Flagstone Time Manner Place Pinotage 2010
By Melanie, 17 September 2012
Flagstone Writer’s Block Pinotage has long been one of the more accomplished versions of the variety for me. Conceived by Bruce Jack, it’s Wine of Origin Breedekloof – grapes come from a 3.5ha block on the Waaihoek Mountains between Ceres and Worcester.
Now comes Flagstone Time Manner Place Pinotage 2010, Jack’s efforts to take the variety to an even higher level. “I wanted to make one of the best wines in the world and make it from Pinotage”, he says. “It’s like not only wanting to climb Kilimanjaro but hang-glide down afterwards”.
The top of this Breedekloof vineyard is on blue shale –better drained than the rest where red, clay-rich soils predominate. “The grapes have less water and are subject to more of a battering from the wind – they’re more stressed and ripen quickly and evenly. It’s a very unusual corner of the universe,” he says.
In the cellar, the wine underwent spontaneous fermentation, 40% whole berries, in open-top barrels, 100% new. It’s then matured for 18 months in second-fill American oak barrels.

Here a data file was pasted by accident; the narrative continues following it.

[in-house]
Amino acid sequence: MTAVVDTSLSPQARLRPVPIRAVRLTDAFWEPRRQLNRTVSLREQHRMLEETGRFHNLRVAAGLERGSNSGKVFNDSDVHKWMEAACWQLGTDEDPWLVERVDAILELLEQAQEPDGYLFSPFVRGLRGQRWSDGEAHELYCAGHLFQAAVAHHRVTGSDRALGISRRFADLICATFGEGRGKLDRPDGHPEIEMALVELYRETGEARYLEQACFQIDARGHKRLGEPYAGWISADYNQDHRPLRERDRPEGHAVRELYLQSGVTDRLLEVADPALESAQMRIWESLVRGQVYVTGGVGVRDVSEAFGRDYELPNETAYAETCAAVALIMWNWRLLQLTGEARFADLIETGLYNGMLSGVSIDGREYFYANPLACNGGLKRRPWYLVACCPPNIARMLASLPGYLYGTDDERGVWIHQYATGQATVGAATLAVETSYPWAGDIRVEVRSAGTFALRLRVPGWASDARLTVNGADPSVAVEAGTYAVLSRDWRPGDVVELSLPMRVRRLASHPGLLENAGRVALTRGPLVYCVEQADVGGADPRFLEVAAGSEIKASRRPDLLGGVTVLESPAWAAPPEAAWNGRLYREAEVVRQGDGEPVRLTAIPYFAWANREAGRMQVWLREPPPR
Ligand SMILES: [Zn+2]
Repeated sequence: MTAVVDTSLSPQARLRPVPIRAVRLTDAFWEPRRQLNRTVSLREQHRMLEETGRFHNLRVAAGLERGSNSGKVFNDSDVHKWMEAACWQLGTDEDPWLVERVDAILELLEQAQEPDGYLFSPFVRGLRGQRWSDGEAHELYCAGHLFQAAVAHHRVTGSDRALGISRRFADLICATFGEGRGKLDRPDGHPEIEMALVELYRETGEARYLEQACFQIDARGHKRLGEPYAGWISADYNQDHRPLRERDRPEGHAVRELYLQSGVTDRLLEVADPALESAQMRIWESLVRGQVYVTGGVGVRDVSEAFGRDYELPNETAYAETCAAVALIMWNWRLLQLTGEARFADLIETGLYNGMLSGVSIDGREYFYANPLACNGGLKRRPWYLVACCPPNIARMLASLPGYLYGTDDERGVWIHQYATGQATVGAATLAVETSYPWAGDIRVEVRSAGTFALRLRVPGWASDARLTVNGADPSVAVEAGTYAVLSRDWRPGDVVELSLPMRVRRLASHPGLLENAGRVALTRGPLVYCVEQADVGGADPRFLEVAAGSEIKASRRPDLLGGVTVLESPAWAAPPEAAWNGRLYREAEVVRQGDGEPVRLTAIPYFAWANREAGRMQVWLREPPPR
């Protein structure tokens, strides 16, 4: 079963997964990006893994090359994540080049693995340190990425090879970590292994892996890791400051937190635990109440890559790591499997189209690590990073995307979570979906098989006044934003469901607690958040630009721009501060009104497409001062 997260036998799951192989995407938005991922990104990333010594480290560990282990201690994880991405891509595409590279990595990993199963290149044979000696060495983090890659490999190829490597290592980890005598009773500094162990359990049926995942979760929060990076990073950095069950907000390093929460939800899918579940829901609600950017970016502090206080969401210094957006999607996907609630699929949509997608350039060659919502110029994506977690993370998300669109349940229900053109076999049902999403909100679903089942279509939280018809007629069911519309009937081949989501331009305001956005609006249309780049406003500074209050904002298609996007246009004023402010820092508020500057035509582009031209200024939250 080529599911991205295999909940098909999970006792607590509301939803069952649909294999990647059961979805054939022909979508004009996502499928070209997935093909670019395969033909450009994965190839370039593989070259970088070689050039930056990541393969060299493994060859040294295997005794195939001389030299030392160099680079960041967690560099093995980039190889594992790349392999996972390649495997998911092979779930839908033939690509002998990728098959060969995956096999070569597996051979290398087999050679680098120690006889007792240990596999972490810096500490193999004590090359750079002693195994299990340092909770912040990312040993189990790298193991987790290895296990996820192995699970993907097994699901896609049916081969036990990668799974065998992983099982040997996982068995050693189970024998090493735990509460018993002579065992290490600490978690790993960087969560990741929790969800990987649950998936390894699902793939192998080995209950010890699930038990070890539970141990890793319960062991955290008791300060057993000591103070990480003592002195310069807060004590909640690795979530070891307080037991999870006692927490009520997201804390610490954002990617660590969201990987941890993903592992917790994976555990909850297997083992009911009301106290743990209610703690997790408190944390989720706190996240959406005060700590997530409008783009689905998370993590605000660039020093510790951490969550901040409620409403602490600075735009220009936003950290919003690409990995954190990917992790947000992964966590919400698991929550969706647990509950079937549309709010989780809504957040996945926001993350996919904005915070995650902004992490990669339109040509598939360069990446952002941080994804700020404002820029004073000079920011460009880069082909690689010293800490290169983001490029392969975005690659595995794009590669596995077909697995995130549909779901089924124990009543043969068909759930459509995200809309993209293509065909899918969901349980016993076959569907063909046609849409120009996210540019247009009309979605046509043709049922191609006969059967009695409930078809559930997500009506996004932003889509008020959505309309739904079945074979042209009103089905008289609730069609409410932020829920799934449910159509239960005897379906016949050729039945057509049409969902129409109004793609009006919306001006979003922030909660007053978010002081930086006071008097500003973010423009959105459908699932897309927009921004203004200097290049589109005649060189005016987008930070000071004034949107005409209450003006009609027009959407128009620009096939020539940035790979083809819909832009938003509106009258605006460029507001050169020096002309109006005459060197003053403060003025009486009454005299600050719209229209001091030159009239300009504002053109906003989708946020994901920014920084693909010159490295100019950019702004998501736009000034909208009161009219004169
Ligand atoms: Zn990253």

Set to sell for around R800 a bottle, Time Manner Place 2010 is already causing a stir. UK wine writer Matthew Jukes referred to it on Twitter as “a sublime work of art and a paradigm shift for Pinotage”. His colleague Jamie Goode meanwhile found it “powerfully aromatic” and “firmly structured” before noting that it “isn’t just about sweet fruit: there’s also a strongly savoury, mineral dimension here” and scored it 92-94/100 (see full review here).
My view is that Time Manner Place 2010 is “international”, it’s defining character being it’s ravishing fruit – concentrated red and black cherry. It’s plush, not lacking in tannic grip, but these tannins are very fine. Thankfully, there’s nice bright acidity and though obviously from ultra-ripe fruit, you’d be hard-pressed to describe the wine as lacking in verve. It’s an extremely compelling vision of what Pinotage can be but I wonder if it isn’t a little too perfect – to paraphrase Leonard Cohen, “It’s the cracks that let the light through”. Score: 17/20.